19 November 2020: The recent news that Croydon Council has declared effective bankruptcy by filing a Section 114 notice is a timely reminder about the precarious nature of a local authority’s finances.
The job of balancing the books was already very difficult and the coronavirus pandemic is likely to have a detrimental impact on this, not just currently but potentially for a significant length of time once the pandemic is over. The findings of a survey by the County Councils Network, published the day after Croydon Council filed their insolvency notice, revealed that eight in ten of England’s local councils say that they will have to make “damaging” cuts to services in order to avoid insolvency.
In the Midlands, Nuneaton and Bedworth Borough Council has said that it expects the pandemic to cost them £3.6m and has announced job losses and cuts to services. Councils are bringing in less income due to the lockdowns implemented across the country but are seeing their expenditure rise due to having to protect more vulnerable people in their care. Unlike central government, local authorities cannot borrow to finance day-to-day spending and when their reserves have been exhausted must make significant cuts to public services.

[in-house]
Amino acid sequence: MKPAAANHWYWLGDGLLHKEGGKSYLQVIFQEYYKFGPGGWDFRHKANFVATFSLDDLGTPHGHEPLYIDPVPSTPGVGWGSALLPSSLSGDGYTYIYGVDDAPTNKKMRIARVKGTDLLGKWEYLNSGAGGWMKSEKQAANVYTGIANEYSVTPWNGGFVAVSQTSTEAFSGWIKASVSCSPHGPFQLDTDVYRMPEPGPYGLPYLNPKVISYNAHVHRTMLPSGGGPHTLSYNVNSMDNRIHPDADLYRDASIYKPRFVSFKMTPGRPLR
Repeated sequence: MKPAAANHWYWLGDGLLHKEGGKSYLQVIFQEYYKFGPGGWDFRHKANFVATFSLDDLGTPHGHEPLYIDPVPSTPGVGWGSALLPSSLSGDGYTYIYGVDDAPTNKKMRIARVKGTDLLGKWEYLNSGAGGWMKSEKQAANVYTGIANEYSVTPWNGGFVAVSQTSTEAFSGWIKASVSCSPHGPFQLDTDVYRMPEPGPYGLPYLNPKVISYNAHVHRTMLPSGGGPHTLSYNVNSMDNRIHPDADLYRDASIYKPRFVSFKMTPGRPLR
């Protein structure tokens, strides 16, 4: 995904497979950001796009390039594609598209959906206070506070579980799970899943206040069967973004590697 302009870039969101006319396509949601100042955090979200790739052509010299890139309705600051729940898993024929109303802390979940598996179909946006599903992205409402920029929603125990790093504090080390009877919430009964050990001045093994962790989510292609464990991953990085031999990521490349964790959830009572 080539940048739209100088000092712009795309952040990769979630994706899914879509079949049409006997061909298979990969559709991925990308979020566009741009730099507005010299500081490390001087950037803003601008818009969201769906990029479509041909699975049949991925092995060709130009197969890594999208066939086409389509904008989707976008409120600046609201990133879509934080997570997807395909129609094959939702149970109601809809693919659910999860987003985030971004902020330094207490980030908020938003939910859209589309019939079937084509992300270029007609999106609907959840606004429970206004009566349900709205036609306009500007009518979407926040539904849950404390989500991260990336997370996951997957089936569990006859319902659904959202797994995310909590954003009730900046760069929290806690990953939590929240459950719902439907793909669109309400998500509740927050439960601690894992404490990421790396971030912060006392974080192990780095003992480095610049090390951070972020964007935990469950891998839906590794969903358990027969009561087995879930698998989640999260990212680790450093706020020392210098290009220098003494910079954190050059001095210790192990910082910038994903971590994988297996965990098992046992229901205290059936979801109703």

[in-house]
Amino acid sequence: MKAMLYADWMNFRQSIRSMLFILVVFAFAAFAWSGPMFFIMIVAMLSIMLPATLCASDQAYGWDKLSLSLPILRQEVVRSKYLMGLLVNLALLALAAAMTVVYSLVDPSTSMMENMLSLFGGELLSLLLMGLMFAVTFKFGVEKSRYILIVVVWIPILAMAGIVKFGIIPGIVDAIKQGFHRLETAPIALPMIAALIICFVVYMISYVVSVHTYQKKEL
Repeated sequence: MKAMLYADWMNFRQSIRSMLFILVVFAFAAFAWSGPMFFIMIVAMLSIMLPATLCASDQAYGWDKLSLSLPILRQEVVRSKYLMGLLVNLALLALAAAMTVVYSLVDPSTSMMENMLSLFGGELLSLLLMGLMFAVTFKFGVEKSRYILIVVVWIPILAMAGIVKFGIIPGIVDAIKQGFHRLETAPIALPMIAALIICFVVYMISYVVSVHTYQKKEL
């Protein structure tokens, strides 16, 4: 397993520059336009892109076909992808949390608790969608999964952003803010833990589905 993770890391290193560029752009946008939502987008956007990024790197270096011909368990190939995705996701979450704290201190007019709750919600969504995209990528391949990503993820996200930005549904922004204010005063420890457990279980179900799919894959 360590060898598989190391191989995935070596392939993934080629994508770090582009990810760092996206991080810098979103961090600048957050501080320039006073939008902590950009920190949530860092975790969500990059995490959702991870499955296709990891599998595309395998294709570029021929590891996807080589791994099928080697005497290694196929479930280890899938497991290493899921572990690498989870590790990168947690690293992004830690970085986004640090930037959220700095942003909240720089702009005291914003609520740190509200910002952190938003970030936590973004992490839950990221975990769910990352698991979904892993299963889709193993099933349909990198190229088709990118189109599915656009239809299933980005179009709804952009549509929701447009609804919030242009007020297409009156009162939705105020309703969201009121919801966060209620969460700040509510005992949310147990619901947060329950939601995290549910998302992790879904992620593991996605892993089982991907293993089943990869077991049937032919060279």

It has yet to be determined how the overall cost of the pandemic is going to be met. This could be by tax increases or a reduction in public spending or a combination of both. What is certain is that local authorities are going to find themselves under financial pressure like they may never have felt before and whilst Croydon Council is only the second authority to file notice of insolvency in the last twenty years it might be that more follow suit in the future.
If you have any queries in relation to this article or any insolvency matters generally please do not hesitate to contact any of the BRI management team.